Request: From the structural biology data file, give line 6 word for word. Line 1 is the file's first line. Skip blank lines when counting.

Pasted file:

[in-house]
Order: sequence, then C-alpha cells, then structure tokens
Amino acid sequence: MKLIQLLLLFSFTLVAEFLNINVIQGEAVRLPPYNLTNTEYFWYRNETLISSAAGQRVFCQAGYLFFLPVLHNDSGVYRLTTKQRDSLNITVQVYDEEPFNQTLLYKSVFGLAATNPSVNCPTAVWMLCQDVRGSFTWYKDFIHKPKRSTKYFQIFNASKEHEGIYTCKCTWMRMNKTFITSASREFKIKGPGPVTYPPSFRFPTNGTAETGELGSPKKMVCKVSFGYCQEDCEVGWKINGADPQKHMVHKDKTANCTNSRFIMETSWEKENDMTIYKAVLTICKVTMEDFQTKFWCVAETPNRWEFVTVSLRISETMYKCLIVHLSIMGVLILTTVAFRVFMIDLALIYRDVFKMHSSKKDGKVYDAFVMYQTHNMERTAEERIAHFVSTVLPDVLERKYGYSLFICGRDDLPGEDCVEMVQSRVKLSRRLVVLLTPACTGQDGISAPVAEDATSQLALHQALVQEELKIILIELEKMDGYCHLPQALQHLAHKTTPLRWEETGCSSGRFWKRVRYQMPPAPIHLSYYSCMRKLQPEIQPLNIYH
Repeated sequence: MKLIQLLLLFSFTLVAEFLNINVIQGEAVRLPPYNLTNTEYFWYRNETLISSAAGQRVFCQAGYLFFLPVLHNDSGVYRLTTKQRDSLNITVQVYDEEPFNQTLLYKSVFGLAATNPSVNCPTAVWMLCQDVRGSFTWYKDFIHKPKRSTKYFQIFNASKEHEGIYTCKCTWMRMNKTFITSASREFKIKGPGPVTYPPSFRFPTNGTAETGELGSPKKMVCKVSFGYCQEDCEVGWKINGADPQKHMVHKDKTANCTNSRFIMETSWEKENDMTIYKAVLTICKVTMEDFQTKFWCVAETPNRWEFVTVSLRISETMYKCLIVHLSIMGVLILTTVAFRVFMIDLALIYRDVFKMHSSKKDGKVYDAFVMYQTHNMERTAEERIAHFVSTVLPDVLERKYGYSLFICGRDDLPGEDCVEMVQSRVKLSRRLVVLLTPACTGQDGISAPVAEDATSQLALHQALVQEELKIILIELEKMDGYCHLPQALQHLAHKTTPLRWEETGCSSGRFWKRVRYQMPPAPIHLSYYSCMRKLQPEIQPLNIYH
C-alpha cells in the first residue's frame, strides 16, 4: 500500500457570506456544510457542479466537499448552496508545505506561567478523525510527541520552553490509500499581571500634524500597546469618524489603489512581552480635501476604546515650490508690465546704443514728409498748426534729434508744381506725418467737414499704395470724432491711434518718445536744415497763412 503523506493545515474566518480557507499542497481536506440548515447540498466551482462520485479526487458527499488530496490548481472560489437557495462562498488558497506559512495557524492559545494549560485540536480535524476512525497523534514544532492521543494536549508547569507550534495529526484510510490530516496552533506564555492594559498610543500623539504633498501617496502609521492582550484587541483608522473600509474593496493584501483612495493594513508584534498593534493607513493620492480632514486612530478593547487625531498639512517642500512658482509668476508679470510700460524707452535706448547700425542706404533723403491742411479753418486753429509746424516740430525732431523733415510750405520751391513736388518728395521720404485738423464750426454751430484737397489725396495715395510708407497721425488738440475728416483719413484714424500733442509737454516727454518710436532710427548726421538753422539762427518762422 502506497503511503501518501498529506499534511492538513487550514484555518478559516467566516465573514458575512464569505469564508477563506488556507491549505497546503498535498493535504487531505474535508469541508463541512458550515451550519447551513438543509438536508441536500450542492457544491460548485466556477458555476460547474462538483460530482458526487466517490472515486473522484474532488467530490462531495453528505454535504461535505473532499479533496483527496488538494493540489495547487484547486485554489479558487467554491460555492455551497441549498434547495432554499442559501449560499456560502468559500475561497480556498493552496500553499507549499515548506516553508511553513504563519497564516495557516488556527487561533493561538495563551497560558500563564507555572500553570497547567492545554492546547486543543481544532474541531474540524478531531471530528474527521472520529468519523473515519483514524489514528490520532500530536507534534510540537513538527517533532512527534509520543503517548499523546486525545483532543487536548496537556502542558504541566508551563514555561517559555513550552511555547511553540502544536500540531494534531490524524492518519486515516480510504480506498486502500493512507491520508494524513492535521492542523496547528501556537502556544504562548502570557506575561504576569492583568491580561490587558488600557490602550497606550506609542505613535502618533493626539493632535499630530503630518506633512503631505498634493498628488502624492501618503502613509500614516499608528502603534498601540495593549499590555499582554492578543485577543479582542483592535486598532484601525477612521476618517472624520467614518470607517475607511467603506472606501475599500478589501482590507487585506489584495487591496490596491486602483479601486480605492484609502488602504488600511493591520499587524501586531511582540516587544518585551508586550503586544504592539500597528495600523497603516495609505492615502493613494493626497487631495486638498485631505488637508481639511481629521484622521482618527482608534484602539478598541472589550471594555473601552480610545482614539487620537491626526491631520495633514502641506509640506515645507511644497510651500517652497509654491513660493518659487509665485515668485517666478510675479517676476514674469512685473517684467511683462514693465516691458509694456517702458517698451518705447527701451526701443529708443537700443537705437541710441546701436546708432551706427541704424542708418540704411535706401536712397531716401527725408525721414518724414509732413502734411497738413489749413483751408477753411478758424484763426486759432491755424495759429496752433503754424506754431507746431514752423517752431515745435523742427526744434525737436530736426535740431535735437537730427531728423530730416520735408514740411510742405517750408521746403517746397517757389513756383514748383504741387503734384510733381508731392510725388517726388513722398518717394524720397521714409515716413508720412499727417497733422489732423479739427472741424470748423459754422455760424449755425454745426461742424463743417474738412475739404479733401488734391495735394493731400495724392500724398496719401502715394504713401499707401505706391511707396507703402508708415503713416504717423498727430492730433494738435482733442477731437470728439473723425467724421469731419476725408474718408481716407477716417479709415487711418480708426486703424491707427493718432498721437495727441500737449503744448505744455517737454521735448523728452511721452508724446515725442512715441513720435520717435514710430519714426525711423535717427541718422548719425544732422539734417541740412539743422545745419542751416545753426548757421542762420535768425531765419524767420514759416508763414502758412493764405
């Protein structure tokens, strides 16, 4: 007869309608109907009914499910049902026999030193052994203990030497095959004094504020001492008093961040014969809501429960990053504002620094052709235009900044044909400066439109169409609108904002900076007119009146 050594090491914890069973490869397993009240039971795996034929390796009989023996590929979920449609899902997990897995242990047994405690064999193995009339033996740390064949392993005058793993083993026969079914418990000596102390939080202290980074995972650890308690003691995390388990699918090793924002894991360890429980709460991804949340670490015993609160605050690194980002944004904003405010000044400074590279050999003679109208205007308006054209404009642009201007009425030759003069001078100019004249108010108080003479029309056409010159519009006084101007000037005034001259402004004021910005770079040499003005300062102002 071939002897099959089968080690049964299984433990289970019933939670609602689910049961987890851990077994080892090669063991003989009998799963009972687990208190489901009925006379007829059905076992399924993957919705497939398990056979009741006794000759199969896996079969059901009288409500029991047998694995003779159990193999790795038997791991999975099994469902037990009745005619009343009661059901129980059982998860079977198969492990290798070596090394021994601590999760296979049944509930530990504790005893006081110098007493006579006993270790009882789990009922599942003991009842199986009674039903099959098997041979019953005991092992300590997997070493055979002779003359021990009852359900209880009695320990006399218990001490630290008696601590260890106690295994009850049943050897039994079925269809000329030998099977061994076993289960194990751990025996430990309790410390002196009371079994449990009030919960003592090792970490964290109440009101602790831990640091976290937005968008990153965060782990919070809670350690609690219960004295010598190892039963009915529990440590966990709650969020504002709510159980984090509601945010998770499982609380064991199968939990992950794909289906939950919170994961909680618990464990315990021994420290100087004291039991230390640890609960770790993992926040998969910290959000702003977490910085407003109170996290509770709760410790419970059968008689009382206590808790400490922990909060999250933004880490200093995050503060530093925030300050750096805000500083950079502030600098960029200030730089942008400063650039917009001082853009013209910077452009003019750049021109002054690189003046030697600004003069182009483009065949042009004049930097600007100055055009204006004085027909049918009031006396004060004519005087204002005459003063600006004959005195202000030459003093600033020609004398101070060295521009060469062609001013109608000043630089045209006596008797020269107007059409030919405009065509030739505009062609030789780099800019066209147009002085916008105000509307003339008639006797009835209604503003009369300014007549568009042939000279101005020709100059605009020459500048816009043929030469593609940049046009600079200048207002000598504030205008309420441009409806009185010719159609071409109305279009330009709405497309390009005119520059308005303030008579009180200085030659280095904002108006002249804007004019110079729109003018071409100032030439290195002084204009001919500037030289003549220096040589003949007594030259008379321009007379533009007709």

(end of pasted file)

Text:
């Protein structure tokens, strides 16, 4: 007869309608109907009914499910049902026999030193052994203990030497095959004094504020001492008093961040014969809501429960990053504002620094052709235009900044044909400066439109169409609108904002900076007119009146 050594090491914890069973490869397993009240039971795996034929390796009989023996590929979920449609899902997990897995242990047994405690064999193995009339033996740390064949392993005058793993083993026969079914418990000596102390939080202290980074995972650890308690003691995390388990699918090793924002894991360890429980709460991804949340670490015993609160605050690194980002944004904003405010000044400074590279050999003679109208205007308006054209404009642009201007009425030759003069001078100019004249108010108080003479029309056409010159519009006084101007000037005034001259402004004021910005770079040499003005300062102002 071939002897099959089968080690049964299984433990289970019933939670609602689910049961987890851990077994080892090669063991003989009998799963009972687990208190489901009925006379007829059905076992399924993957919705497939398990056979009741006794000759199969896996079969059901009288409500029991047998694995003779159990193999790795038997791991999975099994469902037990009745005619009343009661059901129980059982998860079977198969492990290798070596090394021994601590999760296979049944509930530990504790005893006081110098007493006579006993270790009882789990009922599942003991009842199986009674039903099959098997041979019953005991092992300590997997070493055979002779003359021990009852359900209880009695320990006399218990001490630290008696601590260890106690295994009850049943050897039994079925269809000329030998099977061994076993289960194990751990025996430990309790410390002196009371079994449990009030919960003592090792970490964290109440009101602790831990640091976290937005968008990153965060782990919070809670350690609690219960004295010598190892039963009915529990440590966990709650969020504002709510159980984090509601945010998770499982609380064991199968939990992950794909289906939950919170994961909680618990464990315990021994420290100087004291039991230390640890609960770790993992926040998969910290959000702003977490910085407003109170996290509770709760410790419970059968008689009382206590808790400490922990909060999250933004880490200093995050503060530093925030300050750096805000500083950079502030600098960029200030730089942008400063650039917009001082853009013209910077452009003019750049021109002054690189003046030697600004003069182009483009065949042009004049930097600007100055055009204006004085027909049918009031006396004060004519005087204002005459003063600006004959005195202000030459003093600033020609004398101070060295521009060469062609001013109608000043630089045209006596008797020269107007059409030919405009065509030739505009062609030789780099800019066209147009002085916008105000509307003339008639006797009835209604503003009369300014007549568009042939000279101005020709100059605009020459500048816009043929030469593609940049046009600079200048207002000598504030205008309420441009409806009185010719159609071409109305279009330009709405497309390009005119520059308005303030008579009180200085030659280095904002108006002249804007004019110079729109003018071409100032030439290195002084204009001919500037030289003549220096040589003949007594030259008379321009007379533009007709």